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Crunching Cowboys stats: Putting some context on the Bengals win

It was encouraging for the Cowboys, but was anything really solved?

Dallas Cowboys v Cincinnati Bengals
Your defensive players coming up with the ball is always a good thing.
Photo by Andy Lyons/Getty Images

Let it be understood up front: It is always more enjoyable to examine the Dallas Cowboys after they have an easy win. When they jump out to an early lead, never surrender it, and build the margin of victory to a comfortable three score edge, there are many more good things to look at than bad. In that context, the expected, but surprisingly dominant, 30-7 win over the Cincinnati Bengals was rather fun. And this year, fun and the Cowboys are concepts that seldom have been seen together.

It’s great to have fun, but this year has been a hot mess for Dallas. Not only does that temper our enthusiasm, it means that we need to look a little deeper at things. So here are some key stats and numbers from the game and elsewhere that we can mine for information.

Turnovers reign supreme

Although there are a few rare exceptions, almost all NFL teams that have a plus two turnover margin win those games. When they get to plus three, it is even more inevitable that a victory is in the offing.

By those measures, the Cowboys were just about guaranteed to come out on top in this game during the first quarter when the Bengals generously gave up the ball twice. Just ten seconds after the start of the second quarter, they offered up the ball a third time, and from that point on, all Dallas had to do was just not screw up. They didn’t, avoiding giving the ball up themselves and finding enough offense to make the score as lopsided as that three turnover advantage would lead you to expect.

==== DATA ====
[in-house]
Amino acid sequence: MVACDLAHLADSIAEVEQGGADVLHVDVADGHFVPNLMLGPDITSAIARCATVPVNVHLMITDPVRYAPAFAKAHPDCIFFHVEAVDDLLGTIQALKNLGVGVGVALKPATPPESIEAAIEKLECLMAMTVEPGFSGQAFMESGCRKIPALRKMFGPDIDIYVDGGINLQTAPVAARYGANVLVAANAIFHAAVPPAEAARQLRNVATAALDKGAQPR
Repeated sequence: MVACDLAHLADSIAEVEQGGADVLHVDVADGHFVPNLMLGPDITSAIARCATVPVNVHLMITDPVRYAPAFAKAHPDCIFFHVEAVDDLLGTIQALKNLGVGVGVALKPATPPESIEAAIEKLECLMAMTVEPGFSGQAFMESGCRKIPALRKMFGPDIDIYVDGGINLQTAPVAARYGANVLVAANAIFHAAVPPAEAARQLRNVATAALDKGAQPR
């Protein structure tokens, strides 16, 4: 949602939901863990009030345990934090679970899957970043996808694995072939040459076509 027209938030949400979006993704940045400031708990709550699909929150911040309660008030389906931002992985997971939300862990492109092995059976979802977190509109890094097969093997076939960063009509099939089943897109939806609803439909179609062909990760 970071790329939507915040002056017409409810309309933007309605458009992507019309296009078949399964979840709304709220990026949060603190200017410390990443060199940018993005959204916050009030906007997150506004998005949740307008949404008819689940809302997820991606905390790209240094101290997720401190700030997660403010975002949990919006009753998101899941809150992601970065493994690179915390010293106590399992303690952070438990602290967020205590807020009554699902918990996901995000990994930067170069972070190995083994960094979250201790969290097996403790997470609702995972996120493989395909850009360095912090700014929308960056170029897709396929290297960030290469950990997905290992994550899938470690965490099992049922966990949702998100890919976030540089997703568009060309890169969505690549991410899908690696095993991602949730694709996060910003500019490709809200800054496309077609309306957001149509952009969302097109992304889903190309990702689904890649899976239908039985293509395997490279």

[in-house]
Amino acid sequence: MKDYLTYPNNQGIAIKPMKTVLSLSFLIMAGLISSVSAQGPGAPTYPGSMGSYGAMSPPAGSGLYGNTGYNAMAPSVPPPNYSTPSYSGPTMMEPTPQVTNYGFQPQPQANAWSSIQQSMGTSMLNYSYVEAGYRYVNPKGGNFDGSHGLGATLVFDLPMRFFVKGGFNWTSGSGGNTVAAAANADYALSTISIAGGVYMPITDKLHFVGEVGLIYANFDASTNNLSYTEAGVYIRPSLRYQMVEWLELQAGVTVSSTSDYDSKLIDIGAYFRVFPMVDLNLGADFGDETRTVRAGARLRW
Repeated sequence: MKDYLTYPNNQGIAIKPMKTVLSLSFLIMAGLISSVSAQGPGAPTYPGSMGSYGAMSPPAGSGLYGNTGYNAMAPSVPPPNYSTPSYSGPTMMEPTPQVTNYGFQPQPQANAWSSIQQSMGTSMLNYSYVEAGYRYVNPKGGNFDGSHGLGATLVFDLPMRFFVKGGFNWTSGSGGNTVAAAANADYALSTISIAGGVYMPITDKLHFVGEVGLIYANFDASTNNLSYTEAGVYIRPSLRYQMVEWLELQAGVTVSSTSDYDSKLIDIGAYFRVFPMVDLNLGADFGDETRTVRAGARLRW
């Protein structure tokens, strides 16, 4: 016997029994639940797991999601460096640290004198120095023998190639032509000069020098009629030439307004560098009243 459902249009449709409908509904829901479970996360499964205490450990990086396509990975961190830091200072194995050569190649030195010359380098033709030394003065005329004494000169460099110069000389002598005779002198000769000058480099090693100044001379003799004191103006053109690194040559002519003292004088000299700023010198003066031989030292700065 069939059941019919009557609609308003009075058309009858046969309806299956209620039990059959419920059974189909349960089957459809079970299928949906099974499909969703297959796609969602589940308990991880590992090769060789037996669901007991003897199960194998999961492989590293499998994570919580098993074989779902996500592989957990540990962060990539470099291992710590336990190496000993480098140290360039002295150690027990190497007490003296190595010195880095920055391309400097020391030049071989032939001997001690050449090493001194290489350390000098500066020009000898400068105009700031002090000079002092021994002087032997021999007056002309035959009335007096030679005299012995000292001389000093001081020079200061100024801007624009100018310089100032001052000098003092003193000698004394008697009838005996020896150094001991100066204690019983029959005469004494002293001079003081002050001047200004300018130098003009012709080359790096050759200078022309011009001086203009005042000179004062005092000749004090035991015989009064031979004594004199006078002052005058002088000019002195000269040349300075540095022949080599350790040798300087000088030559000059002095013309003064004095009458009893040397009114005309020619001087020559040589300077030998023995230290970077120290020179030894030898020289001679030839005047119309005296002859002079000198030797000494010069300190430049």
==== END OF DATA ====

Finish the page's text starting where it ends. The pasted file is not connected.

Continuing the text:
That was by far the best job of taking the ball away that the team has put together all season. It also is something that is not easily duplicated. While some takeaways are generated, as the first one was when DeMarcus Lawrence caught Giovani Bernard from behind and just knocked it loose, the second one was just an unforced error by Trayveon Williams when the ball came out due to a collision with his own offensive lineman in a variant of the infamous butt fumble. That was one of those things that just happened and went your way, as it did when Aldon Smith scooped and scored.

Over time, fumbles tend to be a 50/50 proposition. Just two games ago, we saw Ezekiel Elliott lose the ball against the Washington Football Team with no apparent outside influence. It looked like he just dropped it before he was touched down.

Make no mistake, getting three consecutive fumbles, two of which ended likely scoring drives, and scoring after all of them, was the single biggest reason the Cowboys won this game. It also will not likely happen again anytime soon; it can easily swing the other way.

As much as we hate to admit it, luck is a big part of football. Dallas got lucky. That is not a viable strategy for the future.

A strong day for the defense - against a weak offense

Obviously the much derided Dallas defense held Cincinnati to just seven points, which will win you a lot of games. They only allowed 306 total yards, over a third of which were rendered useless by the three fumbles. The gave up almost no long plays, with the longest Bengals gain of the entire game a 21-yard Brandon Allen pass to Tyler Boyd. And they did not let themselves be gashed by the run most of the game. It was a solid day at the office all around.

Against one of the most impotent offenses in the NFL, it must be noted. The Bengals only average 319 yards per game, which is fourth worst. They score an average of 20 points, which Dallas certainly held them below. However, that is the third worst points per game average in the league.